1. BirdLife International (2012). "Turdoides striata". IUCN Red List of Threatened Species. Version 2012.1. International Union for Conservation of Nature. http://www.iucnredlist.org/apps/redlist/details/106007958/0। আহৰণ কৰা হৈছে: 5 July 2012. 
  2. Ali, S & S D Ripley (1996). Handbook of the birds of India and Pakistan. 6 (2 সম্পাদনা). Oxford University Press. পৃষ্ঠা. 224–230. 
  3. Andrew MI & RM Naik (1965). "Structural basis of the change of eye colour of the Jungle Babbler, Turdoides striatus (Dumont), during post-embryonic development.". Pavo খণ্ড 3: 72–74. 
  4. Ripley, S Dillon (1958). "Indian Birds. VII.". Postilla খণ্ড 35: 1–12. http://www.archive.org/stream/postilla150peab#page/n340/mode/1up/. 
  5. Ripley,S Dillon (1969). "The name of the Jungle Babbler Turdoides striatus (Aves) from Orissa.". J. Bombay Nat. Hist. Soc. খণ্ড 66 (1): 167–168. 
  6. Rasmussen, PC & JC Anderton (2005). Birds of South Asia: The Ripley Guide.. 2. Smithsonian Institution & Lynx Edicions. পৃষ্ঠা. 445–446. 
  7. Narang, ML & Lamba, BS (1986). "Food habits of jungle babbler Turdoides striatus (Dumont) and its role in the ecosystem". Indian Journal of Ecology খণ্ড 13 (1): 38–45. 
  8. উদ্ধৃতি ত্ৰুটি: অবৈধ <ref> টেগ; demog নামৰ refৰ বাবে কোনো পাঠ্য প্ৰদান কৰা হোৱা নাই
  9. Gaston, A. J. (1977). "Social behaviour within groups of jungle babblers Turdoides striatus". Animal Behaviour খণ্ড 25 (828–848): 828. doi:10.1016/0003-3472(77)90036-7. 
  10. Neelakantan,KK (1957). "Hypnotic behaviour of a White-headed Babbler (Turdoides striatus)". J. Bombay Nat. Hist. Soc. খণ্ড 54 (2): 460–461.  (Note: the reference uses the binomial of the Jungle Babbler)

লগতে চাওক[সম্পাদনা কৰক]

  • Andrews MI & RM Naik (1965) Some observations on flocks of the Jungle Babbler Turdoides striatus (Dumont) during winter. Pavo 3:47-54.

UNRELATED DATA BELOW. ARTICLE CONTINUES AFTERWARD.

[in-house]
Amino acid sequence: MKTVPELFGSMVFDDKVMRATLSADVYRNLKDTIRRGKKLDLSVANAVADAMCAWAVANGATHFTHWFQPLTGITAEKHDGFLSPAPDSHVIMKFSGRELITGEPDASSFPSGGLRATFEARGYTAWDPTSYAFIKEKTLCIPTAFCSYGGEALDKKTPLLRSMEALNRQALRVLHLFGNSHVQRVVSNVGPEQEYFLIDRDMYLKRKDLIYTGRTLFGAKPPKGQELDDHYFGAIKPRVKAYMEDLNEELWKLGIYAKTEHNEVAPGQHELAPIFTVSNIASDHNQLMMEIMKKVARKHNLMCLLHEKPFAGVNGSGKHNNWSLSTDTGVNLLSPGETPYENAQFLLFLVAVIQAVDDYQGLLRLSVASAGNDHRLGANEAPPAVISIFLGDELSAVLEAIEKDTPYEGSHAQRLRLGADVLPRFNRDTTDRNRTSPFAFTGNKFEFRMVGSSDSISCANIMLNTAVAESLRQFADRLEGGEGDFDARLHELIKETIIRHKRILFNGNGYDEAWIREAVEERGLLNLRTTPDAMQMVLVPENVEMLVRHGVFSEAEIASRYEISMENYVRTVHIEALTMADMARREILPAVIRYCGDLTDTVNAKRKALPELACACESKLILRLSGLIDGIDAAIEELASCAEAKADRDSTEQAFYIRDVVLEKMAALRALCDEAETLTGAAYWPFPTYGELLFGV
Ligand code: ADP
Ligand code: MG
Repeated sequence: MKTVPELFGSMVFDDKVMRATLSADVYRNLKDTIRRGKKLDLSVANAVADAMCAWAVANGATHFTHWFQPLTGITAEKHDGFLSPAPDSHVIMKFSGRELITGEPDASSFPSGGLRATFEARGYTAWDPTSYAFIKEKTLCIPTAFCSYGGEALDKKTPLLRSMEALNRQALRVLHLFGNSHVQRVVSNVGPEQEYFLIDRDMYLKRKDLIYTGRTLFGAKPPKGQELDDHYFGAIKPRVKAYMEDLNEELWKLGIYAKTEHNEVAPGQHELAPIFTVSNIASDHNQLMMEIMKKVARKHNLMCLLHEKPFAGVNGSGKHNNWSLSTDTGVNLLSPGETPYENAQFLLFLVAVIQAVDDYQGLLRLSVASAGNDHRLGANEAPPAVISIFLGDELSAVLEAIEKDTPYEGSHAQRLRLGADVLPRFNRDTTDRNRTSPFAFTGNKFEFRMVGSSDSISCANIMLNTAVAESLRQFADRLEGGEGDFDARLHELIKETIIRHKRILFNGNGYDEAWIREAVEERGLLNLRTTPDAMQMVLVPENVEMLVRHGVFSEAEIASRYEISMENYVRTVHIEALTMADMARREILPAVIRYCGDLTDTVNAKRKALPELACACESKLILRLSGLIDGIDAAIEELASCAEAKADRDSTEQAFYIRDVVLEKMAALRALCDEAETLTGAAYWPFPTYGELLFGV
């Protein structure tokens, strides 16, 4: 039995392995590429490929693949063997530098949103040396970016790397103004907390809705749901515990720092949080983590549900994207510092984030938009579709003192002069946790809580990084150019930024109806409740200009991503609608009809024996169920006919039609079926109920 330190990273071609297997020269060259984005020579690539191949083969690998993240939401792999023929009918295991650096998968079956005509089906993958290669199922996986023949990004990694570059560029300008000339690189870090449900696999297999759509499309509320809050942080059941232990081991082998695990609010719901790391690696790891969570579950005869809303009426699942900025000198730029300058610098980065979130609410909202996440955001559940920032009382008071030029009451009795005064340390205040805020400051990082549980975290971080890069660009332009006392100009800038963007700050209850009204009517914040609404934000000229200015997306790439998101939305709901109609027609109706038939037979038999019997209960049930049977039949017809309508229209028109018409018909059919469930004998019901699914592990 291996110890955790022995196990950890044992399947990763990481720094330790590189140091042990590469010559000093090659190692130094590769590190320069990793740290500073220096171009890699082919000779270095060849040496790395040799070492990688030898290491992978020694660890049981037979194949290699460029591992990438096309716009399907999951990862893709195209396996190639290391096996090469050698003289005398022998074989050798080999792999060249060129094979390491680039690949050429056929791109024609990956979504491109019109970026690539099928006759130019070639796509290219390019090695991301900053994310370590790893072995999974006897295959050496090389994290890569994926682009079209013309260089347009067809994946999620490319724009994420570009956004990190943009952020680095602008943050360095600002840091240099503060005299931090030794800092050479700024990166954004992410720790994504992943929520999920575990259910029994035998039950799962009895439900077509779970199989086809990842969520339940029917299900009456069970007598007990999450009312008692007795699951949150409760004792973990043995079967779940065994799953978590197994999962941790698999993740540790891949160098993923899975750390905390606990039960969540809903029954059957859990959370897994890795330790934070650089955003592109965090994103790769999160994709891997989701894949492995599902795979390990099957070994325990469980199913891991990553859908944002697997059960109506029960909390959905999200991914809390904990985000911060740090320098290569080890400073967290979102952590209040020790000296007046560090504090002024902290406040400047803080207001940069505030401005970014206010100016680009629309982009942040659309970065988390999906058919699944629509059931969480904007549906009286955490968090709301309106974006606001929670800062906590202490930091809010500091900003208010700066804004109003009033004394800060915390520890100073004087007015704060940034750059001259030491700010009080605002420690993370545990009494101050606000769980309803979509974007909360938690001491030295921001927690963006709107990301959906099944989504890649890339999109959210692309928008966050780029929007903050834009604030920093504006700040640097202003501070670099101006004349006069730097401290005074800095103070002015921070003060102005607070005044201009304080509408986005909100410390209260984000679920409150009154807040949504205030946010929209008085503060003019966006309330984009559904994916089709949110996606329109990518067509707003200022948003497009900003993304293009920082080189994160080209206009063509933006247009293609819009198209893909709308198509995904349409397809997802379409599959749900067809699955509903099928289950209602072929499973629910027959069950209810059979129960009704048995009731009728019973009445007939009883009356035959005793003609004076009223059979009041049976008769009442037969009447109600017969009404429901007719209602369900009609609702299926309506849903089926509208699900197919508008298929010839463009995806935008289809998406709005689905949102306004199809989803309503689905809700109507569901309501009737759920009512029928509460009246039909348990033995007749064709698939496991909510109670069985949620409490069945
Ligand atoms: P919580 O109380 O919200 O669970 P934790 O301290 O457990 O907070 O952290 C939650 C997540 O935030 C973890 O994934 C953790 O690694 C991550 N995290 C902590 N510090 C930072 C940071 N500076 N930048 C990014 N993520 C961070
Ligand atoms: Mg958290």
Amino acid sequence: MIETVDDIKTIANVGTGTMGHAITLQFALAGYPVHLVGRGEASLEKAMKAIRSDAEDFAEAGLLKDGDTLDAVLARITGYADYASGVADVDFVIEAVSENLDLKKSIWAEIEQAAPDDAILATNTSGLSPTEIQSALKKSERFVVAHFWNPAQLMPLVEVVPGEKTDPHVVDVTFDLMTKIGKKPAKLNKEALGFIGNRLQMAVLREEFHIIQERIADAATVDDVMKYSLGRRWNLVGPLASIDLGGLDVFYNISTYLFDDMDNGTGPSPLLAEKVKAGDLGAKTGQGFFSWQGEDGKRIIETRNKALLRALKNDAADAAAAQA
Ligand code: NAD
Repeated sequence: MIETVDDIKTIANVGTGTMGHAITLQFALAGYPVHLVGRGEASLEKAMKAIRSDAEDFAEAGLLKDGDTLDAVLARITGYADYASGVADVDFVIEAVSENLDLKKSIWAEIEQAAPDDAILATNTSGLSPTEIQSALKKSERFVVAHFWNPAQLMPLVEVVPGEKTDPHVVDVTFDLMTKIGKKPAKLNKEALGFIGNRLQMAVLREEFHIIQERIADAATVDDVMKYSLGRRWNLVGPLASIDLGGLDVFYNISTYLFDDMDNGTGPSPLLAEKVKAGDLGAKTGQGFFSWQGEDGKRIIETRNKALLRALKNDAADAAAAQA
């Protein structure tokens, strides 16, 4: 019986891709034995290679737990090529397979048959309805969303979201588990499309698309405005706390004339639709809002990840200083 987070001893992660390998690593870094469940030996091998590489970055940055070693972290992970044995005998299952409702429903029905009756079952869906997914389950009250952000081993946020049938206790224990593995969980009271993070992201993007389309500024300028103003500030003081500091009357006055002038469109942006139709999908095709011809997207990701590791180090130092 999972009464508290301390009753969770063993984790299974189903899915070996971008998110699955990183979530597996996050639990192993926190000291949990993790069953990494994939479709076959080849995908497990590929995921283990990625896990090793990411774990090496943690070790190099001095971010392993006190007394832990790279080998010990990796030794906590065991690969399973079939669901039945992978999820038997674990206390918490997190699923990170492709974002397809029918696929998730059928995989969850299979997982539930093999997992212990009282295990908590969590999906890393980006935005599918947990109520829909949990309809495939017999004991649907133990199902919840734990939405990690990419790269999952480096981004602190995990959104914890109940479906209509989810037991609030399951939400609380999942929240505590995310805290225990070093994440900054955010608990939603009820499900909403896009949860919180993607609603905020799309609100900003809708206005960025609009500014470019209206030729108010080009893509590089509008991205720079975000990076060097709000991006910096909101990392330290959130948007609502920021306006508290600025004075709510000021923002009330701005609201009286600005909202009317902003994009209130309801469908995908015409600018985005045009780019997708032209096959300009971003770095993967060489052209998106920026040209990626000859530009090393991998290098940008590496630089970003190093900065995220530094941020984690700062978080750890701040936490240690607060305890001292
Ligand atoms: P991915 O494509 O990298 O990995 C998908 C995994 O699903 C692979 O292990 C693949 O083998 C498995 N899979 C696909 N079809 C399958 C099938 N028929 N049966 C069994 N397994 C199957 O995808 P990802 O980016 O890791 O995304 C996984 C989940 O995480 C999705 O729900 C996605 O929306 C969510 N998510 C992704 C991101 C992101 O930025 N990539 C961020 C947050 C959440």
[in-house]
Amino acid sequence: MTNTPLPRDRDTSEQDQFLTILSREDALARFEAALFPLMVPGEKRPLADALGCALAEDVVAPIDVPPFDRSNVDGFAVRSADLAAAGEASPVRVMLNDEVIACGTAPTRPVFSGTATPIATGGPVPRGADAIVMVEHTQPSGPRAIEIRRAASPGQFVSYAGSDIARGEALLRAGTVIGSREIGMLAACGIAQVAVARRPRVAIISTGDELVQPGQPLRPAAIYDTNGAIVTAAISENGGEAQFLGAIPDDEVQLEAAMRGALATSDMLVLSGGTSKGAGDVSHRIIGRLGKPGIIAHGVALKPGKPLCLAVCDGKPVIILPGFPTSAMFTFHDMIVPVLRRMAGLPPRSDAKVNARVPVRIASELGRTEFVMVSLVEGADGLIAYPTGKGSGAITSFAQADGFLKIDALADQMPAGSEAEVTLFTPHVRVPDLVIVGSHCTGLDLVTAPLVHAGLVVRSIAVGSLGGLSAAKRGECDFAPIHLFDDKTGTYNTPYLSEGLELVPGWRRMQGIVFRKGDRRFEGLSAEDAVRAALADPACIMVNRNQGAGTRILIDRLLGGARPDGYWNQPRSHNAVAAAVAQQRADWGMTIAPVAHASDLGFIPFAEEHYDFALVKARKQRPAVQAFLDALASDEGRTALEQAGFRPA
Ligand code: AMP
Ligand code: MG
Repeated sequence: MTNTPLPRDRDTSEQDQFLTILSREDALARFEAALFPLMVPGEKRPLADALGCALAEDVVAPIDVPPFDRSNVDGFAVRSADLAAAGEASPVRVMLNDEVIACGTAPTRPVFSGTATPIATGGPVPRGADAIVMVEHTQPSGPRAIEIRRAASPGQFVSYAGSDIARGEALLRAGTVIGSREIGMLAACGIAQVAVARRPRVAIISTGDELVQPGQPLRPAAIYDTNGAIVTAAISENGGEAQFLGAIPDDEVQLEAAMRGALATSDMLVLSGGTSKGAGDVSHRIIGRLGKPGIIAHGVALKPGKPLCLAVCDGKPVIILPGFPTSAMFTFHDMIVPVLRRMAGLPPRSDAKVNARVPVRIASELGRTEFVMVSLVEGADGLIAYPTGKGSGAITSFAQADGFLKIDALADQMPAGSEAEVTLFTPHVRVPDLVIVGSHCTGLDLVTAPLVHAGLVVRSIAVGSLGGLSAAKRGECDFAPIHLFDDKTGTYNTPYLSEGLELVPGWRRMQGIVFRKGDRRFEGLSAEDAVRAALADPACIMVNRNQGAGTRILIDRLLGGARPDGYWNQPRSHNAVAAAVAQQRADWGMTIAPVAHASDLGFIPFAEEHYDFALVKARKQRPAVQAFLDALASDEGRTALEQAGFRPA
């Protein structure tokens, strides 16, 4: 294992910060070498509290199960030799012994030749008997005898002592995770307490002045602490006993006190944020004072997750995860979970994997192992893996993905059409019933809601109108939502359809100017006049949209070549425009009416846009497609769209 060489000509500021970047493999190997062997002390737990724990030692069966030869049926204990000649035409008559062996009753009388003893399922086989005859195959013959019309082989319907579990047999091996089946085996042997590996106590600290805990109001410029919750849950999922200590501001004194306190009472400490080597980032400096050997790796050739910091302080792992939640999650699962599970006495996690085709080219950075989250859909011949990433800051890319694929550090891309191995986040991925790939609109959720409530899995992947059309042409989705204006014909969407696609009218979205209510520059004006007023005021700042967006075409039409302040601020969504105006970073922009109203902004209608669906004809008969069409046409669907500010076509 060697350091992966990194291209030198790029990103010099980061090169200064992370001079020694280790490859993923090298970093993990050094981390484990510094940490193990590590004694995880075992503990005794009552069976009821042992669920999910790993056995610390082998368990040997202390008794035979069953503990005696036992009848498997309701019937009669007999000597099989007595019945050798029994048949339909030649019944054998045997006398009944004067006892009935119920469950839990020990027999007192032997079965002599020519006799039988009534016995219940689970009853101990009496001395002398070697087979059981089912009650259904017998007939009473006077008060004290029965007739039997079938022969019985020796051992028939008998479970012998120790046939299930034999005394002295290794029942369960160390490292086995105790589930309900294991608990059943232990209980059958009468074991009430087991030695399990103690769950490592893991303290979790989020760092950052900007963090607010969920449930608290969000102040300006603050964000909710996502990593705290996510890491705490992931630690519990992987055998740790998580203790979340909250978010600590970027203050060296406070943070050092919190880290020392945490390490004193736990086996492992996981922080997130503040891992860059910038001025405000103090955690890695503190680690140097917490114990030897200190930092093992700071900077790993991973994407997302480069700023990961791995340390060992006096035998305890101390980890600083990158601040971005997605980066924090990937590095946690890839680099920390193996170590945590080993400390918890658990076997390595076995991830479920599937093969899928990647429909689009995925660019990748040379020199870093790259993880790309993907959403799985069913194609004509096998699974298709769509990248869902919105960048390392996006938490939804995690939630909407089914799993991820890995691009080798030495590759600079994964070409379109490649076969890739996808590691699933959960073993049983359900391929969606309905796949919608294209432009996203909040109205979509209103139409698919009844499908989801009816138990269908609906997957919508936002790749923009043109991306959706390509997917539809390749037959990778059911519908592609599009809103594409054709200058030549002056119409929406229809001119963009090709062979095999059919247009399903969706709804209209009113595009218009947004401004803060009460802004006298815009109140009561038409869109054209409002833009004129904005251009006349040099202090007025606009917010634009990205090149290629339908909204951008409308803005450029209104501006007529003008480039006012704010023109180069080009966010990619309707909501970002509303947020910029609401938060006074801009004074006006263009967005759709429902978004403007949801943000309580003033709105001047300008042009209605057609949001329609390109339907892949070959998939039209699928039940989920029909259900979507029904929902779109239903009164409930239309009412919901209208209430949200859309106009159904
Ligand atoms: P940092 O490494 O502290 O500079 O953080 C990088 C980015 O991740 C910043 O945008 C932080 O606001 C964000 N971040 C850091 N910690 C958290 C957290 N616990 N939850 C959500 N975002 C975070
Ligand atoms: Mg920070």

• Naik,RM; Andrews,MI (1966) Pterylosis, age determination and moult in the jungle babbler. Pavo 4(1-2):48-57.
  • Andrews,MI; Naik,RM (1966) The body weight and the thyroid and gonadal cycles of the jungle babbler. Pavo 4(1&2):48-57.
  • Andrews,MI; Naik,RM (1972) The biology of the jungle babbler. Pavo 08(1&2):1-34.
  • Rana,BD (1972) Some observations on food of the Jungle Babbler, Turdoides striatus, and the Common Babbler, Turdoides caudatus in the Rajasthan Desert, India. Pavo 8(1&2):35-44.
  • Rana,DB (1985) Abnormality in the testis of Streptopelia decaocto and Turdoides striatus in the Rajasthan desert. Pavo 23(1&2):101-102.
  • Suresh,PK; Chaturvedi,CM (1986) Annual endocrine cycles in male babbler, Turdoides somerveillei. Pavo 24(1&2):43-54.
  • Parasharya,BM (1986) Early breeding date of Jungle Babbler in Gujarat. Pavo 24(1&2):117-118.
  • Inglis,CM (1936) The Bengal Jungle Babbler or "Seven Sisters," Turdoides terricolor terricolor (Hodgson). J. Darjeeling Nat. Hist. Soc. 10(4):117-123
  • Ali,S (1974) Jungle Babblers at Pali Hills, Bandra, Bombay 400050. Newsletter for Birdwatchers . 14(11):5-6.
  • R. Ray-Chaudhuri, T. Sharma, S. P. Ray-Chaudhuri (1969) A comparative study of the chromosomes of birds. Chromosoma 26(2):148-168 doi:10.1007/BF00326452
  • Mitra, Sarat Chandra (1926-27?) Studies in bird-myths:
    • No. {X}: On a probable aetiological myth about the jungle babbler;
    • No. {XI}: On an aetiological myth about the Indian house-crow;
    • No. {XII}: On three aetiological myths about the spots on the peacock's tail-feathers;
    • No. {XIII}: Quarterly Journal of the Mythic Society 17:63-64

বাহ্যিক সংযোগ[সম্পাদনা কৰক]